Eye Candy: Kurdistan

NOL map Kurdistan.png
Click here to zoom (courtesy of the excellent Decolonial Atlas)

Countries with significant Kurdish populations in the Near East: Turkey, Syria, Iraq, and Iran.

Countries with significant Kurdish populations in the Near East that the United States has bombed or put boots on the ground in: Iraq and Syria.

Countries with significant Kurdish populations in the Near East that the United States has threatened to bomb and possibly invade: Iran.

Countries with significant Kurdish populations in the Near East that the United States is allied with: Turkey.

Three of the four countries with significant Kurdish populations in the Near East are (or was, in the case of Iraq) considered hostile to the US government, so the use of Kurds to further American Realpolitik in the region is almost obvious, until you consider that Turkey has been a longtime ally of Washington.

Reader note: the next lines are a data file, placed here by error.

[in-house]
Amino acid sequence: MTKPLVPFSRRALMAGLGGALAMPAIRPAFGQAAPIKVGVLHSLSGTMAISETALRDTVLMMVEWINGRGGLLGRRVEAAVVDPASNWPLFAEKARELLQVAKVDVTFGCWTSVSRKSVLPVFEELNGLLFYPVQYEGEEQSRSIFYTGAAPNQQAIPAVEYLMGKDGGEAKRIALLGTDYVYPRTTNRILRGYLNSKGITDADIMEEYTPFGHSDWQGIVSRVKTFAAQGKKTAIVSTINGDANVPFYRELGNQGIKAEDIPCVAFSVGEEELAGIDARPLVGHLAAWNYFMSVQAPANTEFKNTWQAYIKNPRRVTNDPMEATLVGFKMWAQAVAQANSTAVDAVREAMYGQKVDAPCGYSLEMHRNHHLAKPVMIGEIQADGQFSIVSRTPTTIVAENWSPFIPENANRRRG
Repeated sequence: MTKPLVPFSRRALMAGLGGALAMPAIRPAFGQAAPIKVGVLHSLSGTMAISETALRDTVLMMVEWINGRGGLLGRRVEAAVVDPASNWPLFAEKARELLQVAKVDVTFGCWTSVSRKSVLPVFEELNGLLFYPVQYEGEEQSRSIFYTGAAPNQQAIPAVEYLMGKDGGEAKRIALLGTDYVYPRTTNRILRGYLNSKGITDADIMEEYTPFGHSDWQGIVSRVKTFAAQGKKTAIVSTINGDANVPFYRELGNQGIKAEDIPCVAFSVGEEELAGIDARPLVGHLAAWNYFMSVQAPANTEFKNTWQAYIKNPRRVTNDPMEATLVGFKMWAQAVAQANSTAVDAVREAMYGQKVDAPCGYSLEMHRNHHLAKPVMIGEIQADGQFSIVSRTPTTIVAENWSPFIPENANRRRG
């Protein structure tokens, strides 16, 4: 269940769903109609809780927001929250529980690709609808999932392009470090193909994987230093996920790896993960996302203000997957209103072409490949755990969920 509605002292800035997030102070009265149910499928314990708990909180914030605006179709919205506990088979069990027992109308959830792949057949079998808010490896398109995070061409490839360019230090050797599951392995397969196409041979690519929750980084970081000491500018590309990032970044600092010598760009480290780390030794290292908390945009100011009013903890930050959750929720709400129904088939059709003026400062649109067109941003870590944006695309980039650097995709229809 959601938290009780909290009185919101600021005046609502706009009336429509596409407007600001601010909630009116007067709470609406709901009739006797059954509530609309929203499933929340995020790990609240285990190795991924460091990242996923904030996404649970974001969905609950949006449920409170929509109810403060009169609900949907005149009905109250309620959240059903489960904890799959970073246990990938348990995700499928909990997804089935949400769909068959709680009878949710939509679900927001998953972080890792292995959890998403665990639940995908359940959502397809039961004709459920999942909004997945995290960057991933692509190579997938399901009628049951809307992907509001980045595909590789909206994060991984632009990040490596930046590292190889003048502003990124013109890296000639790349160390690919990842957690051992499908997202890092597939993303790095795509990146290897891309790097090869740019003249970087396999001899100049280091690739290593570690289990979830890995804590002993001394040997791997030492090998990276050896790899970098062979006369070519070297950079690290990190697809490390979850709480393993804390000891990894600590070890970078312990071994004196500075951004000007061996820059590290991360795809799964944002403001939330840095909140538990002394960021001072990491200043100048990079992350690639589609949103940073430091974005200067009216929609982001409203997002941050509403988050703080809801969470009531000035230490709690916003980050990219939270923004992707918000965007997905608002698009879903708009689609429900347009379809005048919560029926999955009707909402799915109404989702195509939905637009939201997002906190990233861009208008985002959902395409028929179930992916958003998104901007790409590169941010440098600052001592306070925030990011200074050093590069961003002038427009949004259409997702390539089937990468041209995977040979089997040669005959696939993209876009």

Suppose you’re a big-time Washington foreign policy player. Do you arm Kurdish militias in Syria, encourage continued political autonomy in Kurdish Iraq, finance Kurdish discontent in Iran, and shrug your shoulders at Istanbul? Seriously, what do you do in this situation?

Lunchtime Links

  1. Are there “hidden taxes” on women in the US? | Do risk preferences account for some of the gender pay gap?
  2. The Military Origins of Urban Prosperity in Europe | Rules of warfare in pre-modern societies
  3. What is the War Powers Act of 1973, and why does it matter? | Thinking about libertarian foreign policy
  4. American and Russian soldiers are shooting at each other in Syria | Why care about Syrians?
  5. State decay and “patchwork” | Laws, Juridification, and the Administrative State
  6. Conservatives and their contempt for detail in governance | Fascism Explained
  7. No, fascism can’t happen here (in the US) | The Gradual, Eventual Triumph of Liberty